LITR234 Introduction to British Women Writers

Department of Language & Literature: Literature

I. Course Number and Title
LITR234 Introduction to British Women Writers
II. Number of Credits
3 credits
III. Number of Instructional Minutes
IV. Prerequisites
V. Other Pertinent Information

The Department of Language and Literature has determined that all literature courses must require a minimum of at least 2500 words in writing assignments.
During the first week of class, the instructor provides students with a weekly suggested reading schedule for the semester.

This course meets the General Education requirement in Arts/Humanities.
This course meets the General Education requirement in Critical Thinking.
This course meets the General Education requirement in Diversity.

VI. Catalog Course Description
Course features novels, short stories, poems, plays and other literature by, for, and about women in Britain from the medieval period to the present. Students examine the portrayal of women's lives, the relationship to women's roles in modern society, the expression of multi-cultural developments, and major movements in British literature.
VII. Required Course Content and Direction
  1. Course Learning Goals

    Students will:

    1. analyze literature through discussion and writing [Critical Thinking];
    2. demonstrate an understanding of such literary terms, themes, strategies, and issues as are relevant to the works being studied;
    3. express their understanding of literature in its historical and socio-cultural milieu [Arts/Humanities];
    4. examine the historical and social conditions of women, and of gender roles, as exemplified and reflected in literature [Diversity];
    5. recognize the way women writers revise, reflect upon, and resist stereotypes of women in literature[Diversity]; and
    6. recognize the importance and inclusion of multi-cultural themes during the long history of British colonialism [Diversity].
  2. Planned Sequence of Topics and/or Learning Activities

    This course focuses on novels, short stories, plays, poetry, and other writing by, for, and about women in Britain. Starting with the medieval period of anti-feminism, the course moves through the Renaissance and intervening periods of British history, concluding with the multi-cultural awareness of the present. By examining the diverse and powerful voices of British women writers, various themes emerge: women's roles in society, male/female relationships, the domestic versus the public sphere, the implications of colonialism, the roles of British women in the cataclysm of war, and the rights of modern women.

    In addition:

    1. Students enter the course both with and without training in verbal analysis of literature; therefore, a subsidiary set of objectives dealing with literary analysis may be imported as individual student needs dictate.
    2. Reading remains the basic learning method available to students although various means of instruction are employed: lectures, group discussion, mock trials, role playing, individual or group presentations to the class, team teaching, library research, etc.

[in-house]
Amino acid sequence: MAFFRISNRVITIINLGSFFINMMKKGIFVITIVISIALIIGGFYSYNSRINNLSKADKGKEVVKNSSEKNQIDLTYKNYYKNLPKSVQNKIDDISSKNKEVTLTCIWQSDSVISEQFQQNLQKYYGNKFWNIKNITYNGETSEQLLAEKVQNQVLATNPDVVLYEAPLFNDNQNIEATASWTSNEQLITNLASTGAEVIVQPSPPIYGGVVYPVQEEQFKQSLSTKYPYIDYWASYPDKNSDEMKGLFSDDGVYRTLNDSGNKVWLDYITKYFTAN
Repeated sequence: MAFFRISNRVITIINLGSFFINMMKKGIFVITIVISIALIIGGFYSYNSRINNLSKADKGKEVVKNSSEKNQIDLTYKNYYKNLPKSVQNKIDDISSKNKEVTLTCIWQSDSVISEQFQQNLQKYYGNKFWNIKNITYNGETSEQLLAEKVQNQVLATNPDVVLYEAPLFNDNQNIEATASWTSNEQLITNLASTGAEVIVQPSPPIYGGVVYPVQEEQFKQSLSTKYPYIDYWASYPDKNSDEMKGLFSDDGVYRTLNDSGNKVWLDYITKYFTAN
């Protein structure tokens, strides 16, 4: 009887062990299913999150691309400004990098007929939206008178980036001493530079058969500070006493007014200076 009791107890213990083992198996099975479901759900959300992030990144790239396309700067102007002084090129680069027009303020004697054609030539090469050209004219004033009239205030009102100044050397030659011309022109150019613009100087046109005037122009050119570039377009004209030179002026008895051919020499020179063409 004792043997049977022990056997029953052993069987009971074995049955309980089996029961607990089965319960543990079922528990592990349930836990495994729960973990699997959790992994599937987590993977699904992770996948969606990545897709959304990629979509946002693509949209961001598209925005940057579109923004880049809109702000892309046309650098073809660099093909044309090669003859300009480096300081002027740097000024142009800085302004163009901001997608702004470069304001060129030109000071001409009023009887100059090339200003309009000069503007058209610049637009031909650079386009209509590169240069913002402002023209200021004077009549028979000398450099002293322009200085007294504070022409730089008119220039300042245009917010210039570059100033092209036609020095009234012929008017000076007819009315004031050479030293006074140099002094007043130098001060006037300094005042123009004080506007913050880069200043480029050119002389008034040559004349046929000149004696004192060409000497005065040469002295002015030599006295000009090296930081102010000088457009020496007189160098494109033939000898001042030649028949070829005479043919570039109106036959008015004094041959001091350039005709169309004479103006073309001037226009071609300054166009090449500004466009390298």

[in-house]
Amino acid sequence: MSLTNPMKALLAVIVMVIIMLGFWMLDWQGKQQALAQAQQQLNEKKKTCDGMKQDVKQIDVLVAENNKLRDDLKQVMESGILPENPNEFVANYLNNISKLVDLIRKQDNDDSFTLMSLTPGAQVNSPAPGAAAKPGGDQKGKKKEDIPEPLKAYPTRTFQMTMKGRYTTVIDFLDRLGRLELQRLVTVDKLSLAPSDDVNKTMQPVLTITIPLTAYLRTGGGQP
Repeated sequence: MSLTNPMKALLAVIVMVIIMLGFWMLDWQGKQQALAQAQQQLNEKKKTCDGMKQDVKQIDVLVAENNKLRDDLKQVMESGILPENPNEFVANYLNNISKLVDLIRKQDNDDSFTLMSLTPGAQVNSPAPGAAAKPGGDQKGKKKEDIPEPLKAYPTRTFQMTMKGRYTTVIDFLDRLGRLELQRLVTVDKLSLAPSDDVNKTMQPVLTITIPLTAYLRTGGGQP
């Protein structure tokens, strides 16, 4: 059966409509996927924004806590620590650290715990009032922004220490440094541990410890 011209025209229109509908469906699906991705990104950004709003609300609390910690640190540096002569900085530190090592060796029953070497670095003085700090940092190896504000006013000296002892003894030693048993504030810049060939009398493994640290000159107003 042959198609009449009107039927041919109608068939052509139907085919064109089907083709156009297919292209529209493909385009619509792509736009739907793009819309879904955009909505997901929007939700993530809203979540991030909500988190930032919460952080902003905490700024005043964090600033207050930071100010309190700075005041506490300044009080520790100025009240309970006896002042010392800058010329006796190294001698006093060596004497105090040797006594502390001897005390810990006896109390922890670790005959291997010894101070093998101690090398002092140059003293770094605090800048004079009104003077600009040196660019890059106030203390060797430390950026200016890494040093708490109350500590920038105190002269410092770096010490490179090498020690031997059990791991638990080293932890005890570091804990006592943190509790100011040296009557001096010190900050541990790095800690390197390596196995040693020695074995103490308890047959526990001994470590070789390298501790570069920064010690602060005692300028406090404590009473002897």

3. Through reading, writing, discussion, and various class activities, students identify, explain, and analyze the following: formal elements of the literature, particularly images, image patterns, narrative strategies, diction, and structural divisions of the work; themes and thematic patterns; literary periods, movements, and terms as appropriate to the literature.
    4. The writing requirement complies with Department standards for literature courses, a minimum of 2,500 words. Writing assignments reflect the course goals that students can comprehend, interpret, analyze, synthesize, and evaluate the literature.
    5. Because there are no prerequisites for literature courses, it is important that students understand the kind and quality of the writing expected.
    6. Students use various critical approaches as ways of assigning the meanings in the work; these include but are not limited to the major critical schools--humanistic, ethical, socio-cultural, historical (both the history of events and the history of ideas), psychological, mythical, and formal.
  3. Assessment Methods for Course Learning Goals

    To evaluate all learning goals and objectives, instructors may determine the depth and quality of student comprehension and critical thinking through several analytical essays (2500 words total required), exams, quizzes, journals, oral or multi-media presentations, class discussions, conferences with individual students, service learning projects, and other methods as necessary to course content.
  4. Reference, Resource, or Learning Materials to be used by Student:

    An anthology or selected works of British women writers, which may include novels, short stories, drama, poems, essays, letters, journals, religious tracts, and other writing, is assigned. This may be supplemented by additional readings.

    See individual course syllabi.

Review/Approval Date - 11/00; Core Goals/Objectives added 4/04; Revised 5/2010; New Core 8/2015